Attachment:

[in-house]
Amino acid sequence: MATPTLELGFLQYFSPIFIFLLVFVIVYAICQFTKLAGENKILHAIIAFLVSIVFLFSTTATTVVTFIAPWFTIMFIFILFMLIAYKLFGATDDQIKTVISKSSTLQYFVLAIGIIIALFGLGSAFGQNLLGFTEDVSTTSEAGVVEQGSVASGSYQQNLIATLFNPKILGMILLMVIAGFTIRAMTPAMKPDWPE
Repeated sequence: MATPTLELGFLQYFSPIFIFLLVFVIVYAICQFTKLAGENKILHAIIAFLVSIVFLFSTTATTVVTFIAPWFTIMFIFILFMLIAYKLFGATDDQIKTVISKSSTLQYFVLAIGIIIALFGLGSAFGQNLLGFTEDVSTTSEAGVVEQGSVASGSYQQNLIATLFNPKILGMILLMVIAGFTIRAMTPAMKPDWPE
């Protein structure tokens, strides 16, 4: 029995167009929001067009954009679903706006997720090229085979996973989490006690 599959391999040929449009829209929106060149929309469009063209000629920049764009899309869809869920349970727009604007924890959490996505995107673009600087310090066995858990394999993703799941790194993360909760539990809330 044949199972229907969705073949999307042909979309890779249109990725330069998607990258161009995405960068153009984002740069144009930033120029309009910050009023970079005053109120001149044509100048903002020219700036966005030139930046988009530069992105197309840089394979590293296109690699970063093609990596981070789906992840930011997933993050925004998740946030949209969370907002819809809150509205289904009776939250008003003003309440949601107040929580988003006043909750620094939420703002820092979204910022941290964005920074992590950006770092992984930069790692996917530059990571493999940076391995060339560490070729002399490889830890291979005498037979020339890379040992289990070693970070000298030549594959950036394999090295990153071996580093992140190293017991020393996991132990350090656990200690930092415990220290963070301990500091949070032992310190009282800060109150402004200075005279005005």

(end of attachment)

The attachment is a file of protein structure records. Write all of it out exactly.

[in-house]
Amino acid sequence: MATPTLELGFLQYFSPIFIFLLVFVIVYAICQFTKLAGENKILHAIIAFLVSIVFLFSTTATTVVTFIAPWFTIMFIFILFMLIAYKLFGATDDQIKTVISKSSTLQYFVLAIGIIIALFGLGSAFGQNLLGFTEDVSTTSEAGVVEQGSVASGSYQQNLIATLFNPKILGMILLMVIAGFTIRAMTPAMKPDWPE
Repeated sequence: MATPTLELGFLQYFSPIFIFLLVFVIVYAICQFTKLAGENKILHAIIAFLVSIVFLFSTTATTVVTFIAPWFTIMFIFILFMLIAYKLFGATDDQIKTVISKSSTLQYFVLAIGIIIALFGLGSAFGQNLLGFTEDVSTTSEAGVVEQGSVASGSYQQNLIATLFNPKILGMILLMVIAGFTIRAMTPAMKPDWPE
């Protein structure tokens, strides 16, 4: 029995167009929001067009954009679903706006997720090229085979996973989490006690 599959391999040929449009829209929106060149929309469009063209000629920049764009899309869809869920349970727009604007924890959490996505995107673009600087310090066995858990394999993703799941790194993360909760539990809330 044949199972229907969705073949999307042909979309890779249109990725330069998607990258161009995405960068153009984002740069144009930033120029309009910050009023970079005053109120001149044509100048903002020219700036966005030139930046988009530069992105197309840089394979590293296109690699970063093609990596981070789906992840930011997933993050925004998740946030949209969370907002819809809150509205289904009776939250008003003003309440949601107040929580988003006043909750620094939420703002820092979204910022941290964005920074992590950006770092992984930069790692996917530059990571493999940076391995060339560490070729002399490889830890291979005498037979020339890379040992289990070693970070000298030549594959950036394999090295990153071996580093992140190293017991020393996991132990350090656990200690930092415990220290963070301990500091949070032992310190009282800060109150402004200075005279005005």